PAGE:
Gender wage inequality is complicated, and numerous factors contribute to the problem. Discriminatory practices (conscious and unconscious), occupational choices, parental leave policies, and uneven access to small business loans for women play a role. It will take a collective effort if we ever hope to see the gender pay gap disappear.
Firstly, ask yourself:
- What factors contribute to the creation of the gender pay gap?
- How does the gender pay gap affect you and your business?
- How can you and your business work to close the gender pay gap?
- What measures can you take to raise awareness about the gender pay gap?
1. Normalize talking about money.
Talking about money is one of the best ways that women can support other women and that men can support women too. For example, having conversations about business loans for women could help many women develop an understanding of this topic. Tori Dunlap, money expert and founder of Her First $100K, advocates making it normal to talk about salaries and specific income and earning numbers with others.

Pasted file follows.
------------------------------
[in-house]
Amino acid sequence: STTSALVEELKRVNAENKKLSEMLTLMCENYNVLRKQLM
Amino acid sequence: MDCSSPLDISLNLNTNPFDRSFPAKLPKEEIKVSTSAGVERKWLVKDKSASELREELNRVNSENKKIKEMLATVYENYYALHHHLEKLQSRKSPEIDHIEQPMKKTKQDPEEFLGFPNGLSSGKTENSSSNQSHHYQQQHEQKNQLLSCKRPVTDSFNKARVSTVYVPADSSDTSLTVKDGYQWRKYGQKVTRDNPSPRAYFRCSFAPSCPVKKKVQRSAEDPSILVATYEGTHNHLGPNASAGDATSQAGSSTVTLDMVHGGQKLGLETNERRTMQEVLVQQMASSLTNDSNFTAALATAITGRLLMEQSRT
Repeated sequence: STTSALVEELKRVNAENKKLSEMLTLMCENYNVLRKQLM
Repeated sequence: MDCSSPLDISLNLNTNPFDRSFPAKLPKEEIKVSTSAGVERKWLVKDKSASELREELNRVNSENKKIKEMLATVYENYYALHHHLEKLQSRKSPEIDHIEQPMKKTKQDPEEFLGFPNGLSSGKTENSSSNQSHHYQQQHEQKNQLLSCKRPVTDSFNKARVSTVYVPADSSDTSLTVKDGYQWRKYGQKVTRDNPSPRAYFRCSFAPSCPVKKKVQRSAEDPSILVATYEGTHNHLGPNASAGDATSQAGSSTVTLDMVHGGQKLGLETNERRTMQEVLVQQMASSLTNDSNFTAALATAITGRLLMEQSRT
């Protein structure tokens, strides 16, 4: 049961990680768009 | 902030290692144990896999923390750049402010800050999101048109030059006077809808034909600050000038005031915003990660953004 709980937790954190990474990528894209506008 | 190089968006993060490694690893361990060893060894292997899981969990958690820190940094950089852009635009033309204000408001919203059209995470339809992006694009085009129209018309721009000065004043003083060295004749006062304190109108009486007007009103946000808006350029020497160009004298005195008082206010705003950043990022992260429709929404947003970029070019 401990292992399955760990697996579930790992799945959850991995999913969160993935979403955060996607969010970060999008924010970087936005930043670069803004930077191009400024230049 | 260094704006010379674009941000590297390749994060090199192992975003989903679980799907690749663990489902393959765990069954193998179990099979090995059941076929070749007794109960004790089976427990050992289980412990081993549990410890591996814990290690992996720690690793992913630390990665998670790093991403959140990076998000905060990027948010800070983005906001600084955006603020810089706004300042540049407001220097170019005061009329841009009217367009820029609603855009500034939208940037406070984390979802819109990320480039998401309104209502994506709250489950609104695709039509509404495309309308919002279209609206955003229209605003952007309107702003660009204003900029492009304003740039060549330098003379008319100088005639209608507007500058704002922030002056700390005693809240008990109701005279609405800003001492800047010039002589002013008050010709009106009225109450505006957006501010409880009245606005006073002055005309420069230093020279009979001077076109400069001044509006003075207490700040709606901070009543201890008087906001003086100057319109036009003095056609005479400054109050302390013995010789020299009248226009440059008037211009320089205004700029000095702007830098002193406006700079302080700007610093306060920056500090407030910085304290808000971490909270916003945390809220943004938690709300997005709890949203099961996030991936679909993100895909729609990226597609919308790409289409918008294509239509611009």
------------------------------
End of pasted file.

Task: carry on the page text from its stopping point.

“I think talking about money and being as open and transparent as you’re willing to be is so powerful,” says Dunlap. “It allows us to feel less alone. It allows us to have these tangible things in terms of knowing I’m making less than this other person right now.”
Miranda Marquit, the co-founder of the Freelance Writer Academy, adds that being transparent is important for freelancers and small business owners too. “I once found out a colleague with less experience made 1/2 again what I did for the same client.” She was able to use that knowledge to fix an unequal pay situation that should have never occurred in the first place.
2. Get comfortable asking for more money.